9. Casanova: Acedia, by Matt Fraction and Fabio Moon
Another book that would undoubtedly be higher (possibly MUCH higher) on the list if more of it had been released in 2016. I’m not sure how many issues we got of this book last year, but it wasn’t many. And that’s too bad, because it’s rich stuff, multi-dimensional science fiction about memory and identity, drenched in cool spy-fi atmosphere and spooky occult imagery. It remains, as Casanova has always been, a comic that feels pretty much tailor-made for my entertainment. But it’s taken so long between issues that I’m losing track of the story (and, all modesty aside, I’m pretty damn good at keeping track of story over time). So that hurts its rating. But when it’s out, there are few books I like better.
8. Prophet: Earth War, by Brandon Graham, Simon Roy, and Giannis Milogiannis
Another book hurt by long delays between issues. But Brandon Graham’s reboot of Rob Liefeld’s Prophet finally came to an end in 2016, and in ending reminded me of how very much I liked its weirdness, and its ability to find mythic resonance in characters whose creator was, quite frankly, incapable of doing so.
7. Lazarus, by Greg Rucka and Michael Lark
Rucka and Lark’s tale of a dystopian near-future ruled by a sort of high-tech corporate feudalism has really hit its stride. The ruling families are in open war, power games are being played amongst the ruling class, and Our Hero (Forever Carlyle) is a powerful, but unwitting, pawn. She’s starting to wise up, though, and that’s added just the right touch to take the story from coldly intriguing futurism to genuinely engaging drama.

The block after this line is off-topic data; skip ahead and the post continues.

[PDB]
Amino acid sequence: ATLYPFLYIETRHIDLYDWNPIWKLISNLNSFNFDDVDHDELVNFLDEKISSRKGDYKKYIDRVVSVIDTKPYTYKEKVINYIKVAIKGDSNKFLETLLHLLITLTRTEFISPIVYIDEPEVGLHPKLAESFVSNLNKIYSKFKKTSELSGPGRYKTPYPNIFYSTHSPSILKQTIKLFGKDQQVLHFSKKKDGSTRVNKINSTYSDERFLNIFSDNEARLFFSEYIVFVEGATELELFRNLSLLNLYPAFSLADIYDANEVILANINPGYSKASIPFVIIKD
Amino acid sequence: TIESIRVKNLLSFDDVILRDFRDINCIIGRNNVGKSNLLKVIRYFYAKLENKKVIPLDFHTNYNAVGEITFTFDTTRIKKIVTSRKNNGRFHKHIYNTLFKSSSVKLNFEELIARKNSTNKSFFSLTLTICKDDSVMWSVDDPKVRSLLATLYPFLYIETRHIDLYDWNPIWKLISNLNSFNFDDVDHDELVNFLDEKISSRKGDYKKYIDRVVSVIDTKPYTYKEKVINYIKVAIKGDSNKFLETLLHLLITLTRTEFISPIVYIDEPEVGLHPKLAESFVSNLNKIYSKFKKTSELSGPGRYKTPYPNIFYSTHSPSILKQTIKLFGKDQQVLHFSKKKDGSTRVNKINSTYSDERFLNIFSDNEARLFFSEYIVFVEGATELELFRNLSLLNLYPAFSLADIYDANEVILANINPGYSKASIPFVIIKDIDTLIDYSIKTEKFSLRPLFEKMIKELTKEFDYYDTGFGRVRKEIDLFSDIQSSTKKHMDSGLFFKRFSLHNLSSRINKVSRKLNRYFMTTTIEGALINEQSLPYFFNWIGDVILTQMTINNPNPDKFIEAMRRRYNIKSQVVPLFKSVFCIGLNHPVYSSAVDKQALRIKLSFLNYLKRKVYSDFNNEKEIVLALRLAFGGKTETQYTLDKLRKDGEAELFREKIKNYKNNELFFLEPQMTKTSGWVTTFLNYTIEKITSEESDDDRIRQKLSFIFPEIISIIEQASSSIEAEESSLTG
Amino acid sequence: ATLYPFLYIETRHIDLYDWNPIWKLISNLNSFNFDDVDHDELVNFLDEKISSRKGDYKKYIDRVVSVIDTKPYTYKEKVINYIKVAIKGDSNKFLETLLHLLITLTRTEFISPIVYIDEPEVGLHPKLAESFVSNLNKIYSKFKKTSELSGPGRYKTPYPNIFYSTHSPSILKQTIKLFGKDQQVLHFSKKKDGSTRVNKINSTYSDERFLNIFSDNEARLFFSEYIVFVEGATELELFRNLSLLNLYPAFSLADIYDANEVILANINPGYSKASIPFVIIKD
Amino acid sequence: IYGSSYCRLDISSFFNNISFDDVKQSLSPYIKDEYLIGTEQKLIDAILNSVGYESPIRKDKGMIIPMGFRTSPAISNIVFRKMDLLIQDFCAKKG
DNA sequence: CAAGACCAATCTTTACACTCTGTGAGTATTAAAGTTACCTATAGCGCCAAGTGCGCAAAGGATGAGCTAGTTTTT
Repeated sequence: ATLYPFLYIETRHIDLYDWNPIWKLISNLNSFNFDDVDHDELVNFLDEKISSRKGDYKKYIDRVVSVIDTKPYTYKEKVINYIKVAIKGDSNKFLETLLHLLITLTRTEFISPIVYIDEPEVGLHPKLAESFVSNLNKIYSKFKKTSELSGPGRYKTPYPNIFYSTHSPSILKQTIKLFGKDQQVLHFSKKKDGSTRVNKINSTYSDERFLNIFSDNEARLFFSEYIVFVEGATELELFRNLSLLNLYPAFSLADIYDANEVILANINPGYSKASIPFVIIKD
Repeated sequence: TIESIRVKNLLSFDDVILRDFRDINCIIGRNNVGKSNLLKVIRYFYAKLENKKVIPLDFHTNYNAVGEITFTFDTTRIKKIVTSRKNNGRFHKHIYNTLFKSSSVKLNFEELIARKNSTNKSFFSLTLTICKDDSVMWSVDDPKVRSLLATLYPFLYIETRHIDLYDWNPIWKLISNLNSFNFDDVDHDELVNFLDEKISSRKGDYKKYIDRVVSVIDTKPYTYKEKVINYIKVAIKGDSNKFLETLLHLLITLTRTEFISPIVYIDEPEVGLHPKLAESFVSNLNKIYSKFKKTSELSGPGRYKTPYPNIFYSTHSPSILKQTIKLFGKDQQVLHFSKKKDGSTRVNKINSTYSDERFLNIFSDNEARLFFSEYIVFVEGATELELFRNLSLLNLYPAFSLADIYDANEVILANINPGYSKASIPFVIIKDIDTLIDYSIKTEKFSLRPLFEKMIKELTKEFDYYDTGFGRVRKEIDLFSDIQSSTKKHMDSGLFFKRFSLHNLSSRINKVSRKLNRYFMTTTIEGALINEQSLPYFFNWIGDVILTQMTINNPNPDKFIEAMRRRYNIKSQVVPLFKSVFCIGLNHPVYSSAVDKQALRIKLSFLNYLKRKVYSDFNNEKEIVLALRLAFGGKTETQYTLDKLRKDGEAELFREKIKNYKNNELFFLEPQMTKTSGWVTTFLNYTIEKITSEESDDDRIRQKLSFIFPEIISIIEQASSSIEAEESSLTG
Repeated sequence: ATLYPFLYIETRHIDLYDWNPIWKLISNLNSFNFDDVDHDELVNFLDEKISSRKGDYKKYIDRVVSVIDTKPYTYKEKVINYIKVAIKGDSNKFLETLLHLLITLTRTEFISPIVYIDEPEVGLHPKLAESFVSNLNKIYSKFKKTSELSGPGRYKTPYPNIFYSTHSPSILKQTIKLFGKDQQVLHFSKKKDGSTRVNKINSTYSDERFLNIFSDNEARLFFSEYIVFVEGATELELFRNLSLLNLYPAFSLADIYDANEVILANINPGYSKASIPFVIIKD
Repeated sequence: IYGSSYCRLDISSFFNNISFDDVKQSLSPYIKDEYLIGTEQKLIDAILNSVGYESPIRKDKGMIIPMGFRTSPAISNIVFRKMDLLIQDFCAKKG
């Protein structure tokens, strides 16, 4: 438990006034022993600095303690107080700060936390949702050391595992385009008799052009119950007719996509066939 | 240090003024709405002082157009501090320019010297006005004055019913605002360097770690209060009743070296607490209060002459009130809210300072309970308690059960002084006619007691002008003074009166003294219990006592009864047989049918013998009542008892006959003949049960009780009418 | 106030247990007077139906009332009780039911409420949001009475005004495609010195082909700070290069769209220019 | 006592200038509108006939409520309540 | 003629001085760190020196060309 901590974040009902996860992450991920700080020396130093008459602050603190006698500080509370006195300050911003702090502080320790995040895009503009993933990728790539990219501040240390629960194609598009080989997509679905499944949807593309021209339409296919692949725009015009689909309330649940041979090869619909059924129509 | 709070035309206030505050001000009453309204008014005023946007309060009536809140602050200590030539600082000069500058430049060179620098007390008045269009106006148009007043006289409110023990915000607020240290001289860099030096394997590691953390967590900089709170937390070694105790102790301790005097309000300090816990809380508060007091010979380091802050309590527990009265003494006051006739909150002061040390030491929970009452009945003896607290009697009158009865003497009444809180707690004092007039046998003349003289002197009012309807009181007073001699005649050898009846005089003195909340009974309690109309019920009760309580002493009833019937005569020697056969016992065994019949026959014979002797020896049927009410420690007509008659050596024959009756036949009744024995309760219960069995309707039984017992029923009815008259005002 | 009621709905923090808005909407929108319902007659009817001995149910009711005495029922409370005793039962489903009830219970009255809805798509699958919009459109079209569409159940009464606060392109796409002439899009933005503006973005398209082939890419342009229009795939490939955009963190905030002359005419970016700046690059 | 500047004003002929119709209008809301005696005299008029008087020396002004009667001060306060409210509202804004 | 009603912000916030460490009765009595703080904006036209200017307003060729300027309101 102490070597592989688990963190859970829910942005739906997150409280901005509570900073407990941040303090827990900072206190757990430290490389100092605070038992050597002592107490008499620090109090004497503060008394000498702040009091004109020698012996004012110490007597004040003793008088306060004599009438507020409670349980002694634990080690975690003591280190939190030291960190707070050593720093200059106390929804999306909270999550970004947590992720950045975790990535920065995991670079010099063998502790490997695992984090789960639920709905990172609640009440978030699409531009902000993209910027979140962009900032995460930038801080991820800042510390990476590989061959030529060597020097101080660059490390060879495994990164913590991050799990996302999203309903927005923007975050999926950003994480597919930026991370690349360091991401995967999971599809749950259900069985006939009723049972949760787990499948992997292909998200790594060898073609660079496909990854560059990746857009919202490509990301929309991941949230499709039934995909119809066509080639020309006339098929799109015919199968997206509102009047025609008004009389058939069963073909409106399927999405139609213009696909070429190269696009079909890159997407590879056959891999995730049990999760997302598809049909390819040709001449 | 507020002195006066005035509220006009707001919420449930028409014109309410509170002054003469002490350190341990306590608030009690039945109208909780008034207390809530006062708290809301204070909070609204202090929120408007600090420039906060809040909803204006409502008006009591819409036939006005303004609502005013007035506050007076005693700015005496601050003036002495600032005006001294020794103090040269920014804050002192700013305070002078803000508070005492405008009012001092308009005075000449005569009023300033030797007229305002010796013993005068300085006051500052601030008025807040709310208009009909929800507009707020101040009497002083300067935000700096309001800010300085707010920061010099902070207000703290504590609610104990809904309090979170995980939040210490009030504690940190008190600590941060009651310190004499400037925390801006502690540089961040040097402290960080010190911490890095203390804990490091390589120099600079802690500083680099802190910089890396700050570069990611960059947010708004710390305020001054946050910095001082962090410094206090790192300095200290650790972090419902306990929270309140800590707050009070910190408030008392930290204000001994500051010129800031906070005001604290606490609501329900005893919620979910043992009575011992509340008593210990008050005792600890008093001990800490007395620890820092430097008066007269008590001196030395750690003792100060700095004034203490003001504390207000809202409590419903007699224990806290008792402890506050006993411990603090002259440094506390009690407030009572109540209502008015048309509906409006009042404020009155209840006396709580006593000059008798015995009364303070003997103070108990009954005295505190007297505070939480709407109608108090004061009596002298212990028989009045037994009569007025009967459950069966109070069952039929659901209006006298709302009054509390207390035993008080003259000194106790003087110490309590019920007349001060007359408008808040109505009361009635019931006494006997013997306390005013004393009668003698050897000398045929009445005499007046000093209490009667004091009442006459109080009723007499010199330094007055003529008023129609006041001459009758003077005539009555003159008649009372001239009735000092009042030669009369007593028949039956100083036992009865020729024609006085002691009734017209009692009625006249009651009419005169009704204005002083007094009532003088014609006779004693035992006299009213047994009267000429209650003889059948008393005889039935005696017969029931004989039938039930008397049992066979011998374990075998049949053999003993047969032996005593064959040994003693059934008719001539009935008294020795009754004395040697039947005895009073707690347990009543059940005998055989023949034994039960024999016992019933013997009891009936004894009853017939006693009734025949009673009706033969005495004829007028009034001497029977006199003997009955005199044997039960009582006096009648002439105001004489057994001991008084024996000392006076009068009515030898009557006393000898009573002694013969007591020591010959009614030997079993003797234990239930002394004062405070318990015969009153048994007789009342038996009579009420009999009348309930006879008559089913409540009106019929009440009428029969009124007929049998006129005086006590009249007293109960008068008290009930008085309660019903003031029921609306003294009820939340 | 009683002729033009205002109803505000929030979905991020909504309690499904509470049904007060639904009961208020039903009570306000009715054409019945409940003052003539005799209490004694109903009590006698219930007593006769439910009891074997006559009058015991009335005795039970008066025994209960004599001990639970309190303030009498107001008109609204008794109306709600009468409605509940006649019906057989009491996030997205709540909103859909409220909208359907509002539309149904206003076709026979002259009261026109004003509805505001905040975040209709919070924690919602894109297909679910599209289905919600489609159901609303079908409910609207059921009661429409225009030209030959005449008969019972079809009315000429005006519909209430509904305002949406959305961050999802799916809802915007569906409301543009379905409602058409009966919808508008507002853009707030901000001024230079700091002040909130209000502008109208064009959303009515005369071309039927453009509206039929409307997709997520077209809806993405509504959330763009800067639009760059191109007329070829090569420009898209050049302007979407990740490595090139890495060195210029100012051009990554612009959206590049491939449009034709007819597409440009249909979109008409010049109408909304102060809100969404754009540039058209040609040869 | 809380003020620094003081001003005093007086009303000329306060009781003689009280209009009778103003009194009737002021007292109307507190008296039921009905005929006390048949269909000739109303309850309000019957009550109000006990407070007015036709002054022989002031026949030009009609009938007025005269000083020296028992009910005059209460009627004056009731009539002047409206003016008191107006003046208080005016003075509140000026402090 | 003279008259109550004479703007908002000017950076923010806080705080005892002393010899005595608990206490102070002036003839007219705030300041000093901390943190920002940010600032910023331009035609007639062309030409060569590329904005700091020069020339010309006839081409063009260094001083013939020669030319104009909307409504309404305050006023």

6. The Wicked + The Divine, by Kieron Gillen and Jamie McKelvie
Another book that really hit its stride in 2016. A story about godhood and celebrity, WicDiv has been a series marked by shocking twists and surprising character deaths that sometimes actively damaged my enjoyment of the book. But all of that was building to something. It was a slow burn punctuated by the occasional lighting of a match. Well, last year that slow burn caught fire, and the story reached what would for many books have been its climax. But Gillen and McKelvie are playing a deeper game than it seemed on the surface. And our lead character, Laura, who for a long time was the only character I cared about at all, is turning out to be a character I also don’t like very much. And that is fascinating.